European firms hoarding data despite strict retention laws

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3 October 2013 | 0

According to research from PwC for Iron Mountain, more than a third (35%) of smaller European firms are risking prosecution under data retention laws by hoarding data beyond the scope and period required by law.

The study found that more than 35% of firms across Europe admit to keeping all their employee, customer and financial information ‘in case it is needed’.

European data retention guidelines are complex and vary widely between member states. While the average retention period for information is around six years, it can range from three months for customer complaints to more than 20 years for secrecy or patent agreements. Furthermore, the data retention laws are subject to frequent change.

By industry sector, manufacturing and engineering firms were the worst performers, according to the study, with almost half (45%) holding on to everything. These firms are also twice as likely (at 10%) as most other sectors to have no company-wide document retention policy in place. Perhaps surprisingly, in view of the sensitivity of the data handled, the financial services sector is not far behind, with 39% keeping everything and 9% having no company-wide policy.

"Today, each organisation is increasingly aware of the possibility of litigation and this creates a reluctance to destroy original documents," said Colin Rooney, partner, Technology and Life Sciences Group, Arthur Cox. "That in turn creates spiralling storage costs and a potential breach in data protection law, in retaining personal data for longer than necessary."

In effort to help firms deal with this potentially damaging situation, Iron Mountain and Arthur Cox have published a Document Retention Guide covering Irish data retention requirements to help firms introduce compliant retention policies. The guide enables firms to understand the types of documents they hold, the legislation that affects them, and offers practical tips on document retention.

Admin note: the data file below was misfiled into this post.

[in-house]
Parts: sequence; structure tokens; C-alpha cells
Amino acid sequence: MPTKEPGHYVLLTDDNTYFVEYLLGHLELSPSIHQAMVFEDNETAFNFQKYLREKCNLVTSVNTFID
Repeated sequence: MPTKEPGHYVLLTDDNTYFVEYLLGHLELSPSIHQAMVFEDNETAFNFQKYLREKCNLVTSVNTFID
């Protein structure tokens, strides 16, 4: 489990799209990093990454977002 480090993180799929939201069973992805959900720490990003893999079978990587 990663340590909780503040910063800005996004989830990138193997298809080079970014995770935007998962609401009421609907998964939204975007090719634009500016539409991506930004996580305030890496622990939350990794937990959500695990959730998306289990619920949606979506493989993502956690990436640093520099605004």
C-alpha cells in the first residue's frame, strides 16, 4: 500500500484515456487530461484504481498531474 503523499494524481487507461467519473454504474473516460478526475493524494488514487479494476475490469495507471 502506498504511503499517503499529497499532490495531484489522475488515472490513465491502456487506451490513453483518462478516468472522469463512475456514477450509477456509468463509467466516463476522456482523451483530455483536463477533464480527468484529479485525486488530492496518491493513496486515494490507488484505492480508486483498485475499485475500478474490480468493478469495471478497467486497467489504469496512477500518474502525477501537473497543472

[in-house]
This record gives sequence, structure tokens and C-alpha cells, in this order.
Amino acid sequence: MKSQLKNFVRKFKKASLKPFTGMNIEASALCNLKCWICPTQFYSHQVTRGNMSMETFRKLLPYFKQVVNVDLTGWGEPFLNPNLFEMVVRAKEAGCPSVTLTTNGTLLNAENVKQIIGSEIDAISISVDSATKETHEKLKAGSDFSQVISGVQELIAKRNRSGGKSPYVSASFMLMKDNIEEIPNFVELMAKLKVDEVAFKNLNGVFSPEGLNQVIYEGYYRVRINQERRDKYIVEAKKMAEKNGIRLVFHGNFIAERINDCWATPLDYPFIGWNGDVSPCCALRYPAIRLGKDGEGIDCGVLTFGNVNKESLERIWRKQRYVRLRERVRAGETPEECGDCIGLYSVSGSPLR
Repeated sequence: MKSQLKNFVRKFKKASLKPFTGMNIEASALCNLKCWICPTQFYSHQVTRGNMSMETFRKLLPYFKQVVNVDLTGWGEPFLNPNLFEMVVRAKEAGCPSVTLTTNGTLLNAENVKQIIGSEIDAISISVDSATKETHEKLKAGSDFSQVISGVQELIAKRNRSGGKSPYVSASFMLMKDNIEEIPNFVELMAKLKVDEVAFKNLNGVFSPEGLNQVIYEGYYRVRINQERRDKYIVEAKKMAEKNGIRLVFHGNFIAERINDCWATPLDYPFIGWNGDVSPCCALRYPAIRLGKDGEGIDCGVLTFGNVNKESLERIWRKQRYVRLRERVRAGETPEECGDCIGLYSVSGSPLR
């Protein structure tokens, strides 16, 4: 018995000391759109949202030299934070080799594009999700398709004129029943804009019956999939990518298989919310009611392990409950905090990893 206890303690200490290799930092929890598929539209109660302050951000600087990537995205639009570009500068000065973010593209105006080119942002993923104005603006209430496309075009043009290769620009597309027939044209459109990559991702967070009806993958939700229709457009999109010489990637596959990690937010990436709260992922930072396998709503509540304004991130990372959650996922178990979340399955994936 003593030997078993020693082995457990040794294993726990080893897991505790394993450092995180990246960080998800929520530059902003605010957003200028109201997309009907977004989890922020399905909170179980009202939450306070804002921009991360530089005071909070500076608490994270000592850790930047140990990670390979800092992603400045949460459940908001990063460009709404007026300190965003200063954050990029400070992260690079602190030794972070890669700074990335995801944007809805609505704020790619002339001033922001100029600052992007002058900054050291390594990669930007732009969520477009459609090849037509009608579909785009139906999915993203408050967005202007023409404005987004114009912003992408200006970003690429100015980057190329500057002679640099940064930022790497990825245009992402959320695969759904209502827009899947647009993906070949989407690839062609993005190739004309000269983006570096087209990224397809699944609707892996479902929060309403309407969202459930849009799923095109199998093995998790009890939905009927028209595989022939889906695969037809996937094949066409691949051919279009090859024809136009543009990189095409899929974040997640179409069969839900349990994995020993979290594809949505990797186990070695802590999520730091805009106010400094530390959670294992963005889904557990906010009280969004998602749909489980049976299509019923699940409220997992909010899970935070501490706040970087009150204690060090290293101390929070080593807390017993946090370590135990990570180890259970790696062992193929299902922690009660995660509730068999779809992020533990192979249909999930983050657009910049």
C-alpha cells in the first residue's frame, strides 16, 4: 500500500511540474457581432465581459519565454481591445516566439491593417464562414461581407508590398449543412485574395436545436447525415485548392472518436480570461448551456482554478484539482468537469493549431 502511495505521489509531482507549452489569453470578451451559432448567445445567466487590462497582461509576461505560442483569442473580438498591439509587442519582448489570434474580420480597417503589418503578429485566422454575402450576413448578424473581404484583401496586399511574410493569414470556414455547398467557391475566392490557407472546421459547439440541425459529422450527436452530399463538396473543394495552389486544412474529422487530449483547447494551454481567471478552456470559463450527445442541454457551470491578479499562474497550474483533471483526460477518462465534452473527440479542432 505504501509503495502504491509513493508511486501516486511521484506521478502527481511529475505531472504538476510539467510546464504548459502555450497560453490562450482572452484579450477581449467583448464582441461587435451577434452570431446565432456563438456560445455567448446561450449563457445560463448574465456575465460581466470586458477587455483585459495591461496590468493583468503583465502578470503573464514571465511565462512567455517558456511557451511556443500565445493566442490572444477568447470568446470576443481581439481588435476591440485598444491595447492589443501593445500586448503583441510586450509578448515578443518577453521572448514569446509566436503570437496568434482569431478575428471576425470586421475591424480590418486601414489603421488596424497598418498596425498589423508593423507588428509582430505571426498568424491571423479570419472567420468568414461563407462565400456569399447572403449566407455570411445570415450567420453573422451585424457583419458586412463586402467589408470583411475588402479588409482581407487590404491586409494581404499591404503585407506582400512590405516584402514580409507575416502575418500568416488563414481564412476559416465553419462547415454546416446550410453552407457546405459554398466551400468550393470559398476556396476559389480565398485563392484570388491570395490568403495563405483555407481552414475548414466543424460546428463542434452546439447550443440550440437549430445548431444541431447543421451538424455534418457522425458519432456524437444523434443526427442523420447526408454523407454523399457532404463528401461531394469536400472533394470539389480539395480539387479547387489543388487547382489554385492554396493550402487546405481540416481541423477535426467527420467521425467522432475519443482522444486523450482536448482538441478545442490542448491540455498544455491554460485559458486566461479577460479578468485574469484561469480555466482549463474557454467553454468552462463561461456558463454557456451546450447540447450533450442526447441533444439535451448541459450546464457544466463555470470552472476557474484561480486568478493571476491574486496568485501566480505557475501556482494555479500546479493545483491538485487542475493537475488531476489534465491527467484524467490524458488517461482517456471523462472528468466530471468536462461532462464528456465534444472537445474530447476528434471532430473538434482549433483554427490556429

"Information is the life blood of a business, but taking care of it from a legal perspective can be a major headache for firms, particularly those with operations across Europe," said Jim Morrison, sales director, Iron Mountain Ireland. "We have drawn on our experience gained working with some of the largest pan-European firms to understand the main compliance challenges companies face. In an age of big data, an empowered customer base and an increasingly litigious business environment, companies of all sizes need to have robust records retention policies. This guide offers practical help to all those firms who are simply hanging on to everything."

Caroline O’Gorman, associate, Arthur Cox, added "document retention laws are constantly changing and, together with different applicable retention periods in each member state, can become a minefield to navigate". 

"A data breach is every firm’s nightmare," concluded Morrison. "Every organisation has a duty to its employees, shareholders, suppliers and customers to hold information in a way that is secure and responsible. Achieving this can be complex and time-consuming. The publication of the new Retention Guide will help many firms to meet this challenge."

The guide can be downloaded free at  http://www.ironmountain.ie/compliance/retention-of-records/

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